U.S. Sinologist encourages Taiwanese students to ask questions

  • Rachel E. Chung, director of Columbia University's Committee on Asia and the Middle East, issued the appeal during a
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Taipei, Sept. 26 (CNA) A leading United States Sinologist on Monday encouraged Taiwanese students to ask questions bravely and to learn to engage in meaningful conversations with people all around the world.

Rachel E. Chung, director of Columbia University's Committee on Asia and the Middle East, issued the appeal during a "Talk with Masters" series of seminars sponsored by the Tang Prize Foundation.

On Sunday, the foundation presented this year's Sinology prize to Columbia University professor William Theodore de Bary in recognition of his life-time contribution to studying and promoting neo-Confucianism.

His acceptance speech was delivered by his daughter Brett de Bary at the award ceremony in Taipei.

At the Tang Prize seminar Monday, which was held at National Central University in Taoyuan, Chung said de Bary's advocacy of cultural and civilizational dialogue has been picked up by two Chinese students at Columbia who launched a symposium on the study of classics by students in various countries.

The symposium, held annually in Beijing and Shanghai, has now spread to 14 cities in eight countries, demonstrating the power of grass-roots volunteers, she said.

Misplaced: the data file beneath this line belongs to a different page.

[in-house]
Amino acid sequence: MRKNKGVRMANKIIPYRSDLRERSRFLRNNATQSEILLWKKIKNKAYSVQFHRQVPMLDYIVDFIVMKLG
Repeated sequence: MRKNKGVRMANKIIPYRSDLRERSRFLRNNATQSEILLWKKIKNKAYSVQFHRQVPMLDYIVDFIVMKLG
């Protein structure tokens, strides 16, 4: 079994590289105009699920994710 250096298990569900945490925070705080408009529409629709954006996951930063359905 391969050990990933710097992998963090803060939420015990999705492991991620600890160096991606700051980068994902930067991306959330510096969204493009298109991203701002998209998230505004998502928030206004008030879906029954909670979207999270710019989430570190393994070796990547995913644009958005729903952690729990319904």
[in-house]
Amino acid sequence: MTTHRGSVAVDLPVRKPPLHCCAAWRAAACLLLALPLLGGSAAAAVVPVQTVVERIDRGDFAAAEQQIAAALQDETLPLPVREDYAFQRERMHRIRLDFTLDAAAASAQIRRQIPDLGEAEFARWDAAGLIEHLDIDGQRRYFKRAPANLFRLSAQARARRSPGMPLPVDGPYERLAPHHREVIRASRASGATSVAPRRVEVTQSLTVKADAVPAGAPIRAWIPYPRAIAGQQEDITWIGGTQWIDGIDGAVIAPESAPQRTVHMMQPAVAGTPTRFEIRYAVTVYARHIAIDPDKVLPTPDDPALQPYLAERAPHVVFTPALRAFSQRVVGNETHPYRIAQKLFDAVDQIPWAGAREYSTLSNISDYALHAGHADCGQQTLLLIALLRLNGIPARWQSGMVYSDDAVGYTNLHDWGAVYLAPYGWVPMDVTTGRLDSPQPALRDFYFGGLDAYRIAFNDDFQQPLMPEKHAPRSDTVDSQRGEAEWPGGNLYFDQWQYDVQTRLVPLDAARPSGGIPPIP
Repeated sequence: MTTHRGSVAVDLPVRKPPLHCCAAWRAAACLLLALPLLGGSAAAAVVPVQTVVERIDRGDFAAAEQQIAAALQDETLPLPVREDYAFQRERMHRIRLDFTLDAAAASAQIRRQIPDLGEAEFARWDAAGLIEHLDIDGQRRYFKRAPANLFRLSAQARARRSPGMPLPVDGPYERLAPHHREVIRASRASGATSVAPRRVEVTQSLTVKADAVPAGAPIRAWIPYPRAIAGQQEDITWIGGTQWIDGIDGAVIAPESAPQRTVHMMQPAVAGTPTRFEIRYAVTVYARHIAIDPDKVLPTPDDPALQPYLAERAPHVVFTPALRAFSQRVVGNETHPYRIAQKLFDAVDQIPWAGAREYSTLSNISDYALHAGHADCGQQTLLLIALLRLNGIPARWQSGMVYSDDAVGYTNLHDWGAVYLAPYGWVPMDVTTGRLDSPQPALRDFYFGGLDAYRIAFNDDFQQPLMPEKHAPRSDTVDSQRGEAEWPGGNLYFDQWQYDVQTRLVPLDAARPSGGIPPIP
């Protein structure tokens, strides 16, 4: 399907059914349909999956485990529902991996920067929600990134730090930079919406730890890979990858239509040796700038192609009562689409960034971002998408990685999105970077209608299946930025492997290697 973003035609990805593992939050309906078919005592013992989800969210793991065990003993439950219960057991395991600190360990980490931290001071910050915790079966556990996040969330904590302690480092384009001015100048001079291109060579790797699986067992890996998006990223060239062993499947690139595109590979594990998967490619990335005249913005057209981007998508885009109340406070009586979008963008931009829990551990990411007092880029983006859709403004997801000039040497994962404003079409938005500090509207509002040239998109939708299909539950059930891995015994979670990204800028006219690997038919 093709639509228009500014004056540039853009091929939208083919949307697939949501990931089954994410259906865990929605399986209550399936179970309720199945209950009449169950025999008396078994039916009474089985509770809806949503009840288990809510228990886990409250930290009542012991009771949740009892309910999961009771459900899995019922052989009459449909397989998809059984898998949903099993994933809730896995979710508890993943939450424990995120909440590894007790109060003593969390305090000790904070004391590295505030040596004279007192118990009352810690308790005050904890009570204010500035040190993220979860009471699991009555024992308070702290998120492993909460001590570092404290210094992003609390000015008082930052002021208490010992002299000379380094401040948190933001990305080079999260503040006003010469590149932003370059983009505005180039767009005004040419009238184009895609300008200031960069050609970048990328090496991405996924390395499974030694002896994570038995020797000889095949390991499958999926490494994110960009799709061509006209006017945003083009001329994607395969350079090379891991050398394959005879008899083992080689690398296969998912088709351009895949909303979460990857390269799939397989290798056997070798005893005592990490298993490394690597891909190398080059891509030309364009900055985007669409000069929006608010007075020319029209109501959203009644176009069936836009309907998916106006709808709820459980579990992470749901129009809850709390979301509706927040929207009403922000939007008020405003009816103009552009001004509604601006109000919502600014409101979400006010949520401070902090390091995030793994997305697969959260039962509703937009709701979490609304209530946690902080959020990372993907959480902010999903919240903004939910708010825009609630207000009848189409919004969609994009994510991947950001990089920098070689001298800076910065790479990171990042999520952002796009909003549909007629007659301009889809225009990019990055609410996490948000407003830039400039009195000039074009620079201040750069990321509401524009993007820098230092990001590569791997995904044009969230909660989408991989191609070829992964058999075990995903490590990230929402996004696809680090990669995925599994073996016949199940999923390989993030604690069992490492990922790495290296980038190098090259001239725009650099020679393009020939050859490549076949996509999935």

Looking back on 1937 when the Sino-Japanese war broke out in northern China, ushering in a history of strife and destruction, Chung said she hoped young people today versed in cross-cultural dialogue will lead the world into a future where clashes of civilizations are a thing of the past.

Chung shared a Confucian story with high-school students attending the seminar to illustrate the point.

During a visit to shrine, Confucius asked many questions to its staff members, who later wondered why the knowledgeable master still needed to ask so many questions.

Chung told the students that sometimes, asking is more important than getting the answers because in the process of raising questions you might get more than what the answers can give, explaining that curiosity can be a good way of life.

On Sept. 24, a U.S. scientist also visiting Taiwan for Tang Prize activities encouraged young people in Taiwan to ask the right questions and gain knowledge in multiple disciplines to tackle modern-day challenges in the field of sustainable development.

"I think the most important quality to develop is the ability to ask the right questions," Ashok Gadgil, a professor from the Department of Civil and Environmental Engineering at the University of California, Berkeley, told reporters in Taipei.

He said mankind's problems today can no longer be addressed within a single discipline. Today's problems require an understanding of various disciplines, including economics, social behavior, science, law and policy, said Gadgil, who was in Taiwan to receive the Tang Prize in sustainable development on behalf of American energy expert Arthur H. Rosenfeld.

Gadgil lauded Rosenfeld for giving him an important lesson -- a "fearless ability to go into other fields and learn them quickly and understand interdisciplinary connections."